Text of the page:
Because it shouldn’t all go into your Martinis and Manhattans.
You know that ghastly “cooking wine” on grocery store shelves? Don’t ever put it into your cart – or in your food. Ditto for any bottle you uncorked weeks ago and are looking to get rid of. If it’s not good enough to drink, it’s definitely not good enough to cook with.
In fact, before you head to the kitchen, how about reaching for a vermouth instead? Think of the botanical-rich aromatized wine as the spice rack of beverages, adding lots of different flavors with just one bottle. Again, though, it shouldn’t be an already-opened bottle that’s been setting on your shelf for months (or God forbid, years). Treat vermouth like the wine that it is rather than a spirit, refrigerating it after it’s opened and finishing it within a couple of weeks or a month.
Cooking is a great way to do this. We’ve compiled some advice from chefs about using vermouth in the kitchen, and included a handy primer with the flavor profiles behind a few of the top brands – and how to use them.
“Find vermouth with similar flavor profiles to what your cooking and play with it,” suggests Tony Chittum, chef at Iron Gate. Opt for flavorful and bitter styles like Cocchi Torino for robust dishes, he says, and more delicate ones like Capitoline White Vermouth or Dolin Dry Vermouth for more lightly flavored ones like crudo.
For his Sea Urchin Vermouth Espuma, Chittum purees fresh sea urchin, Cocchi Americano and clementine juice, then charges it in an iSi container with nitro. It’s foamed on a crudo dish with bay scallops, fresh sea urchin, winter citrus, pickled chili and extra virgin olive oil. “[The vermouth] adds a touch of bitterness, citrus acidity and floral notes, all of which help balance the richness of the urchin and scallops.” When cooking with vermouth, he suggests avoiding heavily spiced dishes that may drown out delicate flavors (if that’s the style you are using), but otherwise the sky’s the limit when it comes to experimentation.
At Red Apron, a restaurant, butchery and charcuterie shop with locations in Washington, D.C. and Virginia, chef Nathan Anda uses Cocchi Torino Vermouth in one of his housemade salamis, where it mainly acts as an emulsifier. “We wanted a liquid that had a depth of sweetness that would allow us to lower the amount of sugar in the cure, had some booze that could help tame the heat from the Calabrian chiles and wasn’t overly acidic,” he explains. The flavor of the salami, which also has white pepper and anise seed, is rounded out by the vermouth.
If you are faced with an oxidized bottle of vermouth that’s been open for too long, all is not lost, according to Anda. He adds a little sugar to it, reduces it to a syrup, and pours it over sorbet. Neil Wilson, owner of Neil Fletcher Wilson Personal Chef Service, makes a cranberry sorbet using Dolin Rouge Vermouth, whose currant and raisin tones really work with the tart fruit. But beyond flavor, there are practical reasons to use vermouth in regular sorbet, too. “Alcohol prevents the sorbet from turning into an ice chunk during storage, [so] I use about a tablespoon for one quart of sorbet.” He’s careful not to use too much though, as the sugar may prevent it from freezing at all.
Wilson also make a foie gras terrine with Cocchi Torino Vermouth, splashing the terrine during the initial prep and curing stage; its tones of vanilla, earth and orange offset the rich liver. As opposed to fortified wines and liqueurs which can have an ABV of 40% or higher, vermouth is much more restrained with lots more flavor. “In general, vermouth adds far more botanicals to whatever I am preparing,” he points out. “Floral notes, raisins, figs, honey, and sometimes a combination of sweet and bitter.”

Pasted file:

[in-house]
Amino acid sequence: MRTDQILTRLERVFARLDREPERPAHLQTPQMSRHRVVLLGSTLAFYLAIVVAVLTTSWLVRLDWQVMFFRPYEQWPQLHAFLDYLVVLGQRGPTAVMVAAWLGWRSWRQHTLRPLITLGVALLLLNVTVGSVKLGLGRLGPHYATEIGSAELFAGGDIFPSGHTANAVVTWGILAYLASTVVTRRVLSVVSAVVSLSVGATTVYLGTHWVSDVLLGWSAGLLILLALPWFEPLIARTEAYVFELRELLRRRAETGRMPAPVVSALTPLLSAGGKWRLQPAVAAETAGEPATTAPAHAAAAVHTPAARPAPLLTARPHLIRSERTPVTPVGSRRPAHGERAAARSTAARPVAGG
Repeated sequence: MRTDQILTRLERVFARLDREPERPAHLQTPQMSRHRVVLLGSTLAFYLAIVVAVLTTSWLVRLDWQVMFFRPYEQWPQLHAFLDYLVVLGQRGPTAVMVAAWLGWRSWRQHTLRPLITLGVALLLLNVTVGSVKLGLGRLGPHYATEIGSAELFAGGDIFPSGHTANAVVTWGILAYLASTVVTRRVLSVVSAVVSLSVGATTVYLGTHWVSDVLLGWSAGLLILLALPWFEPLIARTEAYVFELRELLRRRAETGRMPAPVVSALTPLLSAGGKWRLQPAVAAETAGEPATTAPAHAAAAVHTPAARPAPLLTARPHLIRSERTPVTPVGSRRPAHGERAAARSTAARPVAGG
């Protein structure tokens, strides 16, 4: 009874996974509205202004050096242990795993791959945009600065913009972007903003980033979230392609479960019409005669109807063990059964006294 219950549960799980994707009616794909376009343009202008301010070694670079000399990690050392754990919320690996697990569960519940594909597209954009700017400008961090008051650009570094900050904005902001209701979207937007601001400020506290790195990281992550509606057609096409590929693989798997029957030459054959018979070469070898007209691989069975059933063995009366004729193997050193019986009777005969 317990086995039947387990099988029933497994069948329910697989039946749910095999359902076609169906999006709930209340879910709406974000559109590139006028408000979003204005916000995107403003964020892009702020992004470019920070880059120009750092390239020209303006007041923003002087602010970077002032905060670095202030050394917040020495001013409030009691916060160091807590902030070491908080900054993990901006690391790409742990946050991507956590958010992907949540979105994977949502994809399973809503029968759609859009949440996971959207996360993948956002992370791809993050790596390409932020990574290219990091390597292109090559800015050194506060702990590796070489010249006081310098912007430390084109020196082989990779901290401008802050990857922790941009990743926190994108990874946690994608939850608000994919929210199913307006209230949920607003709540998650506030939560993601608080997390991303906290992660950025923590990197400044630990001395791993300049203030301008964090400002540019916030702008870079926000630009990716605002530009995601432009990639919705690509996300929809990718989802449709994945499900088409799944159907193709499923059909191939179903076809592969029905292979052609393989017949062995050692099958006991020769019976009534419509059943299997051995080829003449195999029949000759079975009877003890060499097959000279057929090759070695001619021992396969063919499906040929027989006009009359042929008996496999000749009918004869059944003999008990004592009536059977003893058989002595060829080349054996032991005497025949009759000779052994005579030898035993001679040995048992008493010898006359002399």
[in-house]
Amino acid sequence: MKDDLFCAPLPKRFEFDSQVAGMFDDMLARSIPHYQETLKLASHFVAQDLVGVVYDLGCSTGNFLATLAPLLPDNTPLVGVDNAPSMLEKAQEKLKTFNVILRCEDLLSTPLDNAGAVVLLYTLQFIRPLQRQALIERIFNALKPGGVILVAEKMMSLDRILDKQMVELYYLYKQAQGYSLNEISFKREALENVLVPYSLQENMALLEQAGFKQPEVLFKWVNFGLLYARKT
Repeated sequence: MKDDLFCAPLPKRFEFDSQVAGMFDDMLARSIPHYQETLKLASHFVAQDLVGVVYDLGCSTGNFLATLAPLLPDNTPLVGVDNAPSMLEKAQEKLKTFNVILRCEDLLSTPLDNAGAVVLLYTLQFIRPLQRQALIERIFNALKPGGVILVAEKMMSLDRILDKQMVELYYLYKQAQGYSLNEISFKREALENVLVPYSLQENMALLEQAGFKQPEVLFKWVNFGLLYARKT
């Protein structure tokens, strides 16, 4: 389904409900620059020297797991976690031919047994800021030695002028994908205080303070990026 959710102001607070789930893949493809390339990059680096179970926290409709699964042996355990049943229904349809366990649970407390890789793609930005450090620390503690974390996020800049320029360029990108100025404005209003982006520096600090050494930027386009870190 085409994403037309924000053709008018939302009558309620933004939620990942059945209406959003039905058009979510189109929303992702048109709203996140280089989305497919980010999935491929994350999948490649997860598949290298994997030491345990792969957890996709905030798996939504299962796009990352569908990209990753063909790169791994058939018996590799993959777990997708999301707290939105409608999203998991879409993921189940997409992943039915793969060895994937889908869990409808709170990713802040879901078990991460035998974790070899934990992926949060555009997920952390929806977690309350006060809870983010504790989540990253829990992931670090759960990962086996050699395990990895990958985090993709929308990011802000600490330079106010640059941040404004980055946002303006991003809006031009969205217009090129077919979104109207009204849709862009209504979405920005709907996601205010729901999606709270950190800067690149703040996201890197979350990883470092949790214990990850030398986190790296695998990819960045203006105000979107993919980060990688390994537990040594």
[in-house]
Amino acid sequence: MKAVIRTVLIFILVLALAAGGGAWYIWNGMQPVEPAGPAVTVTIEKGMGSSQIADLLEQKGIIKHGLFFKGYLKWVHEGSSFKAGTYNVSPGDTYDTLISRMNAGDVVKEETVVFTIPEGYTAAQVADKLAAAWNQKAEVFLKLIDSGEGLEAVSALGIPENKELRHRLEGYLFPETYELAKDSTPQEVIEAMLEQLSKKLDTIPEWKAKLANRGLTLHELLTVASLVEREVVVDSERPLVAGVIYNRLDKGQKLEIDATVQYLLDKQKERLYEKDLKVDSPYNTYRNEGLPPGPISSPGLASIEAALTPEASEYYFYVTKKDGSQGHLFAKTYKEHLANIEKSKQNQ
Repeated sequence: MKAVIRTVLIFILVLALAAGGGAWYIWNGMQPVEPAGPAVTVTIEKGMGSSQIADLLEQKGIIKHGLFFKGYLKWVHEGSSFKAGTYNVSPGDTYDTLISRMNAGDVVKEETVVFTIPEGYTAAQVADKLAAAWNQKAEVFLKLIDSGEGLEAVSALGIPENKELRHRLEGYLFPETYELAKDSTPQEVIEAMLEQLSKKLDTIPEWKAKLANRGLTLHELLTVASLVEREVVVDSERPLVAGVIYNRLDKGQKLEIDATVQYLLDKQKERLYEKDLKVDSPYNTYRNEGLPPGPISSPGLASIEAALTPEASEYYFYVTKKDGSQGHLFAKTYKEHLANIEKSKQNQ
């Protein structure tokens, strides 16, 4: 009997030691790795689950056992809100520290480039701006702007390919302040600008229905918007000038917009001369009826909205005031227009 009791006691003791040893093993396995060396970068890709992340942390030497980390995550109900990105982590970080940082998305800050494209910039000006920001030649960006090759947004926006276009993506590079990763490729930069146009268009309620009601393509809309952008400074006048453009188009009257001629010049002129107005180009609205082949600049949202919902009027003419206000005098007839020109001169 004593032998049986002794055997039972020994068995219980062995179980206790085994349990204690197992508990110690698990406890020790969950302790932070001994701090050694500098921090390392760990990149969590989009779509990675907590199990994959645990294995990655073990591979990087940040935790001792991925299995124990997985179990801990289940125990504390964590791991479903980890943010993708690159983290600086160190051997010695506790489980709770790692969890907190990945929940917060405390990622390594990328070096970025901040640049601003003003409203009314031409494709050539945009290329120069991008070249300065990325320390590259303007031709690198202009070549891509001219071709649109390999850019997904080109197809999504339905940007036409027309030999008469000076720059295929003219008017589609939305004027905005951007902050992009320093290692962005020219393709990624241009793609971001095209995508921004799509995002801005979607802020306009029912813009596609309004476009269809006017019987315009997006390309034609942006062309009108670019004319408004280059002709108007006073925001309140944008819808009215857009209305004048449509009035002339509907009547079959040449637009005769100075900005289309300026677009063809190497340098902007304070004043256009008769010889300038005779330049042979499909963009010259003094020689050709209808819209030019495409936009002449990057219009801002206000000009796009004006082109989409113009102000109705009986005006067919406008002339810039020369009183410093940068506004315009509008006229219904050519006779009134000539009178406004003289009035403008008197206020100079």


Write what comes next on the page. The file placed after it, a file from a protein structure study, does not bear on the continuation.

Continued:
Just like using other kinds of booze in the kitchen, it’s all about trial and error, Chittum says. “Try as many as you can, even if you don’t find a culinary use for them they sure drink easy.” Well said.
Vermouth styles, brands and suggested uses to get you started:
What is it? A Spanish vermouth produced in the city of Reus since 1957.
Flavor profile: An intensely-flavored, wormwood-forward option, with notes of herbs (especially oregano) and baking spices, along with a more savory rather than sweet profile.
Culinary uses: Since the traditional way to enjoy Miró Rojo is over ice garnished with olives, it would work well in dishes with them, including marinated herbed olives, in an aioli dipping sauce for fried olives, and in a reduction to drizzle over roasted baby lamb chops coated in olives and goat cheese.
What is it? A sweet vermouth made in Torino, Italy, from a recipe dating back a hundred years that includes cinchona and rhubarb.
Flavor profile: Rich and round, with intense notes of red fruit, bitter orange and cocoa.
Culinary uses: Its intense flavor means you either need to use a light hand when mixing Cocchi di Torino with other ingredients, or use it in robust dishes. It would be lovely in a sorbet served over olive oil cake, to macerate the fruits used in fruitcake, or in a pan reduction for seared duck breast with cherries or currants.
What is it? A dry vermouth from the Chambéry region of France that dates back to 1821.
Flavor profile: Made with more than 30 Alpine herbs, this vermouth is fresh, elegant and restrained.
Culinary uses: Its more restrained flavor means Dolin Dry should be used in mildly flavored dishes. Try it in a vinaigrette over endive salad, in a mignonette with shallots and herbs for oysters on the half shell, or to replace the sherry in cream soups.
Kelly Magyarics, DWS, is a wine, spirits and lifestyle writer, and wine educator, in the Washington, D.C. area. She can be reached through her website, www.kellymagyarics.com, or on Twitter and Instagram @kmagyarics.